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Savings suffer as Britons lack financial confidence

Britain's savers say increases in the cost of living are making saving harder than ever, according to research by specialist financial mutual, Wesleyan.

More than one in four (28 per cent) say they are saving less than this time last year, compared with only one in five (20 per cent) who are saving more.

The sharpest fall was among millennials, with a third (33 per cent) of those aged 25-34 saying they are now saving less than a year ago.

Wider economic and political events, including Brexit, over the past year are also having a bearing on savers' confidence. A fifth (21 per cent) admit Brexit has made them more cautious and changed their attitude towards risk.

Elsewhere, savers are prioritising short-term purchases over long-term saving - 23 per cent are saving towards a holiday and 16 per cent are saving for a new car, compared with just 15 per cent saving towards retirement.

Britain's priority savings goals include:

  • Rainy day fund (27 per cent)
  • Annual holiday (23 per cent)
  • New car (16 per cent)
  • Retirement (15 per cent)
  • Home improvements (13 per cent)
  • House deposit for first home (12 per cent)
  • A house move (additional costs) (9 per cent)
  • Child's school/university fees (8 per cent)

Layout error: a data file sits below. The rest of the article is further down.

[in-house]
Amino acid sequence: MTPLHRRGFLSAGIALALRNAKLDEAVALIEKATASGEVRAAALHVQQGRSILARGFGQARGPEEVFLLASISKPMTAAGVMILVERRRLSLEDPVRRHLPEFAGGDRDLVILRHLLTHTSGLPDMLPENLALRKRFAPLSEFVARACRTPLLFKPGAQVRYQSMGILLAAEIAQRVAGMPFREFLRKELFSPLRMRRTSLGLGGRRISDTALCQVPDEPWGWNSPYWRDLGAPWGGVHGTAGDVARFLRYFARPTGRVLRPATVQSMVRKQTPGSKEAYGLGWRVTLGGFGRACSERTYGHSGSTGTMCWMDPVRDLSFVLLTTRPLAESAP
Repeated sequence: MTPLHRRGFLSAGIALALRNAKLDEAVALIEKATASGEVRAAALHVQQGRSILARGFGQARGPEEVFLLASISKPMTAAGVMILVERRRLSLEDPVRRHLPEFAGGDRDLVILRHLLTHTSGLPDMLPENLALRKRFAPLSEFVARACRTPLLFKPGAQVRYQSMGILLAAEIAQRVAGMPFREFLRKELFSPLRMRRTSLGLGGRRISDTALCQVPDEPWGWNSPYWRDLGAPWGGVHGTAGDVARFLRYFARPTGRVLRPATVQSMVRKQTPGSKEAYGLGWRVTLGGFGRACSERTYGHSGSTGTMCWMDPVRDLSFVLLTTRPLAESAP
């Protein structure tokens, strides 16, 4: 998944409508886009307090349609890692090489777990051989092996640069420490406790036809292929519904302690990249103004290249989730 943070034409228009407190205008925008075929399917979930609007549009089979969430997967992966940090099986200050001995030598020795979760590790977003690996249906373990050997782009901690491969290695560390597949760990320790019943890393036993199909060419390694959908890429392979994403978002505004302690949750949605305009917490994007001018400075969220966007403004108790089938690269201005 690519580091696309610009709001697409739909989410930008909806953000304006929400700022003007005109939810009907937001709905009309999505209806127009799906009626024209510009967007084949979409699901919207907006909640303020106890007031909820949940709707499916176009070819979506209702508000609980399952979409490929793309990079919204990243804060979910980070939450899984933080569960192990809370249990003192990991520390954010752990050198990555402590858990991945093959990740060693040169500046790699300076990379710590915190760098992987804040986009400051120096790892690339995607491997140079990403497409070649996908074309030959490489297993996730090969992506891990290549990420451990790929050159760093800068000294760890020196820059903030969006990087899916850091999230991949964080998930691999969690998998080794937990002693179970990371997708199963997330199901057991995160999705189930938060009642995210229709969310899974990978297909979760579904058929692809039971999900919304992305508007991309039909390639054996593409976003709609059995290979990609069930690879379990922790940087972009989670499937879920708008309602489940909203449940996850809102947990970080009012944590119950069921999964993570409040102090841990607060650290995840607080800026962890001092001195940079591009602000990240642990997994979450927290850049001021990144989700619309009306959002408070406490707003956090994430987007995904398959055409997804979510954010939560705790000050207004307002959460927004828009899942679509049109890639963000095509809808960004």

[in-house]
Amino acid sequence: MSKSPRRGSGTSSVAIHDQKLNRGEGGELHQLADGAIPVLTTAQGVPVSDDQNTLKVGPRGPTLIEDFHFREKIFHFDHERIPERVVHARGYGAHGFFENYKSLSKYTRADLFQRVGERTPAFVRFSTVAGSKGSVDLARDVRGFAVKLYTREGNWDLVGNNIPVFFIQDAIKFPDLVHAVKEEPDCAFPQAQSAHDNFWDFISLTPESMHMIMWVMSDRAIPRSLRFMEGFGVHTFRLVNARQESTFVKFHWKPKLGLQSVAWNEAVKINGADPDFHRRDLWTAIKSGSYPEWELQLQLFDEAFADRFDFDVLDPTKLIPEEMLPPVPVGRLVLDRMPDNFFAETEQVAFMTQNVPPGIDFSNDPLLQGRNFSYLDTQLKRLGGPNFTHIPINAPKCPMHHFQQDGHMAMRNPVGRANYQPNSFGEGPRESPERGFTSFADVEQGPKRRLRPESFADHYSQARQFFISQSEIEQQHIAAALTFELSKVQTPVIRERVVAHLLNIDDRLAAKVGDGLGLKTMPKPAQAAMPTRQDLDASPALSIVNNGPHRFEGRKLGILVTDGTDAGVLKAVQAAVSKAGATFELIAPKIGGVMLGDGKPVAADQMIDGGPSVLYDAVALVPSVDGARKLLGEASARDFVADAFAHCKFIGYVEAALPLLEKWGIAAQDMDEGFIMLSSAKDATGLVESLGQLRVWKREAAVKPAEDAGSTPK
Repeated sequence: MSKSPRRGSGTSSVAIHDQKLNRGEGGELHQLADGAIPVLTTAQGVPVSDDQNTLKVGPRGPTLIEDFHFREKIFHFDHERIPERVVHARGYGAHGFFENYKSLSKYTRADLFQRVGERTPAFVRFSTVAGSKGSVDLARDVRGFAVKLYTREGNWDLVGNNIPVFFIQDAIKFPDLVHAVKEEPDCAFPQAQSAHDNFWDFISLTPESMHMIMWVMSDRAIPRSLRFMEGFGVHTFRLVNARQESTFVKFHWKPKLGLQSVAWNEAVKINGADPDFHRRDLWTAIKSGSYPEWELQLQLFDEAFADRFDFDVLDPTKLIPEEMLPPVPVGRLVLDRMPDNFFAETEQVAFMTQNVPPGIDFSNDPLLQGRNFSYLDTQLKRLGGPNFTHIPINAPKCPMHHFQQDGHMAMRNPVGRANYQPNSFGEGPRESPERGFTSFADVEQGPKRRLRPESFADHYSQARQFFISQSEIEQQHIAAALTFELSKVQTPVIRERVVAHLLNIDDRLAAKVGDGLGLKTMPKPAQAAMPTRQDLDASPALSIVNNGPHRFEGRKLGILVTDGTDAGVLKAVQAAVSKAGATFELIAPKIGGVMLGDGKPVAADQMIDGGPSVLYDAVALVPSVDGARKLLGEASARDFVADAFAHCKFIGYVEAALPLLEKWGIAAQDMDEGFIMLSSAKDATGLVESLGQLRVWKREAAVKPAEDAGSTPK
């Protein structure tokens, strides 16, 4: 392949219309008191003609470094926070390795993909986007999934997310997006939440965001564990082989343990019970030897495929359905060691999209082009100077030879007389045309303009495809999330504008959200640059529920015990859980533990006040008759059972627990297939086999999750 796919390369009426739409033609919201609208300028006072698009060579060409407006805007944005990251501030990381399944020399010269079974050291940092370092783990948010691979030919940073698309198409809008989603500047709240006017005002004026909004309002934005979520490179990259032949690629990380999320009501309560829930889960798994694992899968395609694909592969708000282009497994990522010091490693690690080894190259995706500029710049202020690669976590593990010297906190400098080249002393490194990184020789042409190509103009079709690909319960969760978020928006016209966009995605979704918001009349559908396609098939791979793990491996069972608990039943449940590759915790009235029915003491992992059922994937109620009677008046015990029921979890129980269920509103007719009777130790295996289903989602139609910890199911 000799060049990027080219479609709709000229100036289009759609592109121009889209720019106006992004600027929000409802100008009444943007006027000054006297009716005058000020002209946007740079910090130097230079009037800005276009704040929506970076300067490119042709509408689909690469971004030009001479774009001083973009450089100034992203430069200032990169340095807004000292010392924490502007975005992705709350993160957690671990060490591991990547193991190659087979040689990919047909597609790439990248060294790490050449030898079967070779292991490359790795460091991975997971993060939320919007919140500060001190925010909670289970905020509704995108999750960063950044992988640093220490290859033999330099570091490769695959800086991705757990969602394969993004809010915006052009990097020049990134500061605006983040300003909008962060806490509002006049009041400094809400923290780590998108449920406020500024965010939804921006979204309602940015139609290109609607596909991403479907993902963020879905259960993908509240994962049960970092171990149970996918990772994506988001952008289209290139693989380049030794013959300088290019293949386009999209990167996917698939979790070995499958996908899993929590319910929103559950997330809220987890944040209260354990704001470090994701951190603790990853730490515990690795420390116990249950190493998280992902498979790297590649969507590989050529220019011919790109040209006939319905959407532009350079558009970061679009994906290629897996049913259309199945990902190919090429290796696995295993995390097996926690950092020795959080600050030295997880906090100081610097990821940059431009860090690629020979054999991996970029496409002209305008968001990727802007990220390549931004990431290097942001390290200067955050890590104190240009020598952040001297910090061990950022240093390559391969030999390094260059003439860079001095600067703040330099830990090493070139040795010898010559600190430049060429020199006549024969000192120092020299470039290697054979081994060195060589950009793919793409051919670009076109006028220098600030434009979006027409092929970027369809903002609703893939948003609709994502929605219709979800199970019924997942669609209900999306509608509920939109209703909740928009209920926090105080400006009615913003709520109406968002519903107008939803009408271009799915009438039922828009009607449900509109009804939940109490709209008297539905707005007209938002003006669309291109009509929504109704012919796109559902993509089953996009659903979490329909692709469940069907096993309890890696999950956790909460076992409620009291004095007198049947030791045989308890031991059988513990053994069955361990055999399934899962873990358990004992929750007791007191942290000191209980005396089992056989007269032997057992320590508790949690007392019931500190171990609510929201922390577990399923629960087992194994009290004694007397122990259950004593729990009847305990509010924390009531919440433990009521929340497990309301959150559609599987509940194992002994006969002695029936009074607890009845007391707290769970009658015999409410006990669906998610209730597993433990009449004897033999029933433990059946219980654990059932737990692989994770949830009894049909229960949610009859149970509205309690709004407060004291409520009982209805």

• Wedding costs for themselves or their children (7 per cent)
  • Once in a lifetime holiday (6 per cent)

The findings from the study also revealed that despite ISAs being the previous go-to option for savers, just a third (33 per cent) of people are using ISAs for long-term savings.

Interestingly, one in five (22 per cent) are using their current account to hold their long-term savings, further evidence that people want access to their money quickly and easily, rather than locking it away.

Vicki Wentworth, Chief Customer and Strategy Officer at Wesleyan, said: "Savers are feeling increasingly squeezed. The cost of living keeps rising and they're finding themselves with less and less each month to put away for the long term. Given the broader economic and political context it's not surprising that people are lacking confidence about their saving potential, and this has led to an interesting shift with more focusing on short-term financial goals.

"Despite this reaction, savers shouldn't lose sight of the need for long term financial planning. Even with continuing low interest rates there are steps they can take to invest in their futures and make the most of their money, particularly for retirement."

"Speaking to a financial adviser can ensure savers are making their money work for them, making the best decisions to maximise their returns."

The research also found a regional divide between savers. People in the East of England reported feeling most optimistic, with more than a quarter (29 per cent) saving more now than this time last year. But it's a different story in Scotland, where just nine per cent are saving more now than previously.

* The research was conducted by Censuswide in January 2017 and questioned 2,624 respondents

'WESLEYAN’ is a trading name of the Wesleyan Group of companies.

Wesleyan Assurance Society and Wesleyan Bank Ltd are authorised by the Prudential Regulation Authority and regulated by the Financial Conduct Authority and the Prudential Regulation Authority. Wesleyan Financial Services Ltd, Wesleyan Unit Trust Managers Ltd, Practice Plan Ltd and DPAS Ltd are authorised and regulated by the Financial Conduct Authority.  Advice about investments, insurance and mortgages is provided by Wesleyan Financial Services Ltd.

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© 2018 Wesleyan Assurance Society